Thursday, March 05, 2009

Whose the safest of them all? Michigan

According to NCDC (National Climatic Data Center) Michigan is the top ranked State for weather safety. Now I don’t know which of you can use this fact in your marketing but someone should. In fact, I’m going to send a copy to the Governor. In 2007 Michigan was the lone State in the lowest disaster category, in 2008 we had some flooding and so we’ve moved up a level but even so we’re still the lowest ranked State in the union. That means we’re #1.


The fact of the matter is that over the last 20 years Michigan has suffered fewer disasters than any other State. Why is this important? Because it means we’re a safe place to store important things and from here you have the best chance at making sure important things get done on time and here you have the best chance at not losing a big investment from natural causes. So if what you do is important to someone, then Michigan is the place they want it done. Don’t forget to let your customers know that. Here they have the least chance in the whole Country of having that important work being disrupted. Work gets done on time and without disruption in Michigan.

We also have a great reliable underused telephony infrastructure (read fast and reliable internet and communications), a lot of engineers looking for jobs, plentiful office, warehouse and manufacturing space and excellent Universities. What does that add up to? Tech. High-Tech. They should be moving here in droves. Are they?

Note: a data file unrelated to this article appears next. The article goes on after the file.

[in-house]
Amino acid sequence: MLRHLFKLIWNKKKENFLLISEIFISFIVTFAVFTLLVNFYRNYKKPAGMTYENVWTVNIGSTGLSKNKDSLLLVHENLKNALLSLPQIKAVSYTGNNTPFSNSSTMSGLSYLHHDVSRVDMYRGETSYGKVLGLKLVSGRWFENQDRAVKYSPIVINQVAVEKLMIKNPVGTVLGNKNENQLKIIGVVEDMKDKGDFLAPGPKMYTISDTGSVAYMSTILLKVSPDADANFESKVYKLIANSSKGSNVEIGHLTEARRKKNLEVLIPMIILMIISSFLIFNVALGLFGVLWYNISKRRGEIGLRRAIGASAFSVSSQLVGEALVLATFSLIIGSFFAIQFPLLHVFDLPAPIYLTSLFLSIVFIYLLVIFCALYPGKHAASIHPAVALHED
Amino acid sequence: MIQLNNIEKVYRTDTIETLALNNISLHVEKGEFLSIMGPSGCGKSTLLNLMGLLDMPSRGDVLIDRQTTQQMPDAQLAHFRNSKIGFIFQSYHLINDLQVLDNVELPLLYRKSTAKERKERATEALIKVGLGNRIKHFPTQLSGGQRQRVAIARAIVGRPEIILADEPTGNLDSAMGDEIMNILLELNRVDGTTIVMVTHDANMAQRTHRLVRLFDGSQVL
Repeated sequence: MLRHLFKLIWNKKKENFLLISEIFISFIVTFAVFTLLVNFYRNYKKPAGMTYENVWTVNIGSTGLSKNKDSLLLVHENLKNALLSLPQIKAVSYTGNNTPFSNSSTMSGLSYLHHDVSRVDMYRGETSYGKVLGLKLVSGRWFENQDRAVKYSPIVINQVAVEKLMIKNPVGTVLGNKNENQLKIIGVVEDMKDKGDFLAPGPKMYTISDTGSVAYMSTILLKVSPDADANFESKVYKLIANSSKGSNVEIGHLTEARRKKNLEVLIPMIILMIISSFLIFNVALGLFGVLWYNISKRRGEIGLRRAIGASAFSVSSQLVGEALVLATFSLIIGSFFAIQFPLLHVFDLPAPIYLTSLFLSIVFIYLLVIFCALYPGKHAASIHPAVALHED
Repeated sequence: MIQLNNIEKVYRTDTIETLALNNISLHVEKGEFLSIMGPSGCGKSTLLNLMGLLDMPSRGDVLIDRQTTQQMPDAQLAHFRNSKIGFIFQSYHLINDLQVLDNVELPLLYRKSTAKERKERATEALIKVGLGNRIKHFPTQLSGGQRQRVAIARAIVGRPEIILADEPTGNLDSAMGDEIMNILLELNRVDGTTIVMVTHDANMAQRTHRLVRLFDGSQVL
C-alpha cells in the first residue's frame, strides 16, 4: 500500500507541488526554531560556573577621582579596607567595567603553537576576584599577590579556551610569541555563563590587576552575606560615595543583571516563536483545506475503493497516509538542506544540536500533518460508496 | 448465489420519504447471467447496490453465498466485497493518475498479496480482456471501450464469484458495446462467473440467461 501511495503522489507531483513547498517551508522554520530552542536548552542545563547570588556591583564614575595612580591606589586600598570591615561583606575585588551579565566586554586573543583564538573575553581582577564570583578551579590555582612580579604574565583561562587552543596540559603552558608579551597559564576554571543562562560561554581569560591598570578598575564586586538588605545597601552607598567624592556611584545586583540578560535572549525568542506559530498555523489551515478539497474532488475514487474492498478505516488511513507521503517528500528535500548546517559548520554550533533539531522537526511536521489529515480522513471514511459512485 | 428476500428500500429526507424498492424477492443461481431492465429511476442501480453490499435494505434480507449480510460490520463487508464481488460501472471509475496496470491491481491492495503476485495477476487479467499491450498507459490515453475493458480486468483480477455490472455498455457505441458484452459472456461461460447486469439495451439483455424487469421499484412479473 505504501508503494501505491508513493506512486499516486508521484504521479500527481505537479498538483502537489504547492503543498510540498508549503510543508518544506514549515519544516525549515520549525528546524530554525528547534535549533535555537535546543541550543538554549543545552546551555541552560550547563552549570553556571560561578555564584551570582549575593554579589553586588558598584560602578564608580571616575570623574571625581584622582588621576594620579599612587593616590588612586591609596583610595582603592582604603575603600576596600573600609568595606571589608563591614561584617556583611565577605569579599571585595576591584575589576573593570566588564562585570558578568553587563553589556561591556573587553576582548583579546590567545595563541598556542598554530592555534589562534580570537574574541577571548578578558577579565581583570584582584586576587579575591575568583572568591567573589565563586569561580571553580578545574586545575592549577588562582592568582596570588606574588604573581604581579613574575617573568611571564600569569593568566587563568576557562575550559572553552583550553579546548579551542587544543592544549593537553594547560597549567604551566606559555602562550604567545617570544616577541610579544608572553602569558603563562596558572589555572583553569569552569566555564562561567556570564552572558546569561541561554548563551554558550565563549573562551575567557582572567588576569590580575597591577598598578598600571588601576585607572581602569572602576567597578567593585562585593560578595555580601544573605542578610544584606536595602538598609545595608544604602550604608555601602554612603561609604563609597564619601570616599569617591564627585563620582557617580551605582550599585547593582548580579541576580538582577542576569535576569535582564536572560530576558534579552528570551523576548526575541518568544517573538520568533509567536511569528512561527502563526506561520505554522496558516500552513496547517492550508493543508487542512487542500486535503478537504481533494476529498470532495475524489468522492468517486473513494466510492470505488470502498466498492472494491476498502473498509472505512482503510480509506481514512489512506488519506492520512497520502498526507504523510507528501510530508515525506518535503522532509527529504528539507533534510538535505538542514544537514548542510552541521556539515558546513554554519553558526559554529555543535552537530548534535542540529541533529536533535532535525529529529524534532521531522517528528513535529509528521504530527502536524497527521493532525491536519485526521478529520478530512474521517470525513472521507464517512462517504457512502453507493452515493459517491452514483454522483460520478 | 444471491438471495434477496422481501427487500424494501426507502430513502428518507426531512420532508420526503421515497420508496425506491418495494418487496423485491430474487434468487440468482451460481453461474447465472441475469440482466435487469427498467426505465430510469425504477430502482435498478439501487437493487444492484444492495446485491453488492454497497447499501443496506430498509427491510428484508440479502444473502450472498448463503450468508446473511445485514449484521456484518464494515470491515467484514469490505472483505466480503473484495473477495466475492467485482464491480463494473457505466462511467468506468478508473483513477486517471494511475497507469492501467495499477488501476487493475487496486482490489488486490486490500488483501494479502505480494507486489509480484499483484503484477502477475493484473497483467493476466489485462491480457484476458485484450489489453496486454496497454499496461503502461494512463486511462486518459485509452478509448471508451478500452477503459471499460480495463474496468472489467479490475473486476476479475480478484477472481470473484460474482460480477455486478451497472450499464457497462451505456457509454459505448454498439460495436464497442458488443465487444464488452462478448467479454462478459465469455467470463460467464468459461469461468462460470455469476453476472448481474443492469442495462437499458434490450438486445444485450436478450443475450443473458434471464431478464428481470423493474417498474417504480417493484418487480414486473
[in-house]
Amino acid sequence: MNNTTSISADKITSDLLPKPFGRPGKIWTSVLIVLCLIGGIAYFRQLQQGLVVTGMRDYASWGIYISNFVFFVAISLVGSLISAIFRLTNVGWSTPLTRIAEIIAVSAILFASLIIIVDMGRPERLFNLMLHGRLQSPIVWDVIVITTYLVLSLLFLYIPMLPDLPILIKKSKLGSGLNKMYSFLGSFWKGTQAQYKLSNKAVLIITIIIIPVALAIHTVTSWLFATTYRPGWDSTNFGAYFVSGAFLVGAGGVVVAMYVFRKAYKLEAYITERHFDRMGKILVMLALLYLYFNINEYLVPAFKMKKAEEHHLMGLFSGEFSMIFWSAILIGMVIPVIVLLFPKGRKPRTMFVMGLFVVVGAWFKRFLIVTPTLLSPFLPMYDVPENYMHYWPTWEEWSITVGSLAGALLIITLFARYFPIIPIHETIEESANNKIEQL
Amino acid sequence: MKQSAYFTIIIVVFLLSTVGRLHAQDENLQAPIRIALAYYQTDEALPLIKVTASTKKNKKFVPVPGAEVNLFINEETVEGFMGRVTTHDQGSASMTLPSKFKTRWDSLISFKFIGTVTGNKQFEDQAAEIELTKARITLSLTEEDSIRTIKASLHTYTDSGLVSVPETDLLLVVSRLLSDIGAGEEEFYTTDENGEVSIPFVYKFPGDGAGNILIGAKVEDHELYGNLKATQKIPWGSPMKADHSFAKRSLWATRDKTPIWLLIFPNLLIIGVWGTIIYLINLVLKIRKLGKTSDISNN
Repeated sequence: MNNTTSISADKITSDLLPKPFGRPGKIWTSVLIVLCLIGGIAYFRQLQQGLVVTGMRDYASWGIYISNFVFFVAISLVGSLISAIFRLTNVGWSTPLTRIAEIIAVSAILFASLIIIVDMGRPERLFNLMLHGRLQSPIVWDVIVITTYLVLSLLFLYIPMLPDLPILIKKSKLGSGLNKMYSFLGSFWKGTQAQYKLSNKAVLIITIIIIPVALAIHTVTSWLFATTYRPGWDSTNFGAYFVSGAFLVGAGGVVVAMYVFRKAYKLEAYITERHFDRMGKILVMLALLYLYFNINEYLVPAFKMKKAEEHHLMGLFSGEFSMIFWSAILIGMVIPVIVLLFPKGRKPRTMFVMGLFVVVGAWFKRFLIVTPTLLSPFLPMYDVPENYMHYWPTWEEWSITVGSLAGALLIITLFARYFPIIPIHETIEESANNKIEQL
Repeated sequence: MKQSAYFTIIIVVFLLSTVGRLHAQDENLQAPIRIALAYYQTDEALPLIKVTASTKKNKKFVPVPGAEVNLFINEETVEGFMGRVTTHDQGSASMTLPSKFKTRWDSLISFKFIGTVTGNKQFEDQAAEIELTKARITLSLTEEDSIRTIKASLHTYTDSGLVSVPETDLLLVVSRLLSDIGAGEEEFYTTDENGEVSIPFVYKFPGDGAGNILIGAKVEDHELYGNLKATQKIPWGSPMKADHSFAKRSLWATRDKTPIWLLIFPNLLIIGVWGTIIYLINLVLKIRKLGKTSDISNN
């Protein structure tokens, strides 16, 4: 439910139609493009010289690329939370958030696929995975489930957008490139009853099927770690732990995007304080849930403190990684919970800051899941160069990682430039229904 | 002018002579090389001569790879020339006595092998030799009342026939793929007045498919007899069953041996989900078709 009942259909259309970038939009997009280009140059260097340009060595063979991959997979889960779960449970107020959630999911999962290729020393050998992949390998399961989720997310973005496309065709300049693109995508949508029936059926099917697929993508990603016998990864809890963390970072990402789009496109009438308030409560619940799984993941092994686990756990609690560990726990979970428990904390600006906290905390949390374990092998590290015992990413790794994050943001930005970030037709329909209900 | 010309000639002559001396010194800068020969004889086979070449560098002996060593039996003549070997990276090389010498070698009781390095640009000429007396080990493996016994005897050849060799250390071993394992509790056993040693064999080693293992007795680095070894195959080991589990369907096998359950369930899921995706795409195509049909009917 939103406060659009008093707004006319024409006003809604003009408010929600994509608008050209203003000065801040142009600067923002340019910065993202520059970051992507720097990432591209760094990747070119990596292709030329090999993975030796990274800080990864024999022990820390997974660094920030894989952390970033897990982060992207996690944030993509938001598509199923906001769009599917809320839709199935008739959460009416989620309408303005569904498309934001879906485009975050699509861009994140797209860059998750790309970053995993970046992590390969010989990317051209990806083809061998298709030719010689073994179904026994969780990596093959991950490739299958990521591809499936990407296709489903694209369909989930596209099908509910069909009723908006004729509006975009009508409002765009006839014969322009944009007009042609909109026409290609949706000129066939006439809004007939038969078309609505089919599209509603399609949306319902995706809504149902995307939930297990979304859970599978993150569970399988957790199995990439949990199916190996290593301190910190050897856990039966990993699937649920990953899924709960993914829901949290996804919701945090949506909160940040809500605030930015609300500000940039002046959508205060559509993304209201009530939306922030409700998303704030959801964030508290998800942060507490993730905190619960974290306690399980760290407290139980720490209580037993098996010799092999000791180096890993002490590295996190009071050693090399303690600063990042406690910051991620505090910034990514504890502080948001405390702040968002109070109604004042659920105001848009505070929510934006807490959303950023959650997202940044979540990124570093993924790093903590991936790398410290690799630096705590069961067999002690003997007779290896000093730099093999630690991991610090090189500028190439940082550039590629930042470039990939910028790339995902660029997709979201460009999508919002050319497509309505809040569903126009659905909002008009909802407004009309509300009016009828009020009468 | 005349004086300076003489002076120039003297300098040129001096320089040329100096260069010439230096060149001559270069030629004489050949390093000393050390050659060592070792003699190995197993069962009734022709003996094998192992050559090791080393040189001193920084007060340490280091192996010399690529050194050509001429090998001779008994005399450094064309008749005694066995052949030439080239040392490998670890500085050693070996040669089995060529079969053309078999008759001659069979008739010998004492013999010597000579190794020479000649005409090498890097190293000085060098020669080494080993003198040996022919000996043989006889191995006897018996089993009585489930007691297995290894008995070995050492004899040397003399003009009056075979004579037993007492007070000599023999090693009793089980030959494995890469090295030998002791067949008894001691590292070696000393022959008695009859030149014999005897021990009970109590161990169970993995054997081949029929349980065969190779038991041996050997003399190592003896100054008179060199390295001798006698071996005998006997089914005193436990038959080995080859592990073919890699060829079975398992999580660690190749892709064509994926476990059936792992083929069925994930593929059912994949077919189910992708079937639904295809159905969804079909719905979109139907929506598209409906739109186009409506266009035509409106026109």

According to the Michigan Economic Development Corporation:

The study reveals that 79 percent of all students who graduate with a high-tech degree from Michigan universities choose to remain in Michigan as they begin their careers. These facts blast a hole through any anecdotal perceptions that our high-tech graduates are fleeing the state. One revealing statistic from the study is that 55 percent of out-of-state students who come to Michigan and graduate from high-tech programs at our universities choose to remain in the state as they begin their careers. Michigan is one of only 11 states that can claim this high of a retention rate.

  • In early December, the U.S. Department of Energy awarded the Facility for Rare Isotope Beams to Michigan State University in East Lansing. The particle accelerator is expected to bring 400 jobs and $1 billion in economic activity to our state. The $550 million project could become a focus of research for as many as 1,000 scientists worldwide. They'll examine the forces that bind atoms, discover new particles and their quirks and help explain the very nature of stars and the universe.
  • The University of Michigan-Ann Arbor announced plans to buy the nearby, now-empty, 30-building Pfizer Inc. research campus for $108 million. If the deal is closed in June, as projected, it would create 2,000 jobs - many of them laboratory jobs in drug and medical research.
  • …the development of a new $54 million movie production facility to be built in Pontiac as part of an ambitious and costly plan to build a film business amid the ashes of the auto industry. The studio -- to be built in a shuttered General Motors Corp. facility -- is expected to create about 3,600 new jobs, marking one of the most audacious attempts by a state to attract new industries by offering generous tax incentives.

For my part, I’m attempting to talk a couple of my friends that own data centers to build their next one in Michigan. Calfornia? Texas? Florida? I don’t think so, companies should want their data in Michigan. We got bright people to run them, ample facility space and we’re safe, safe, safe.



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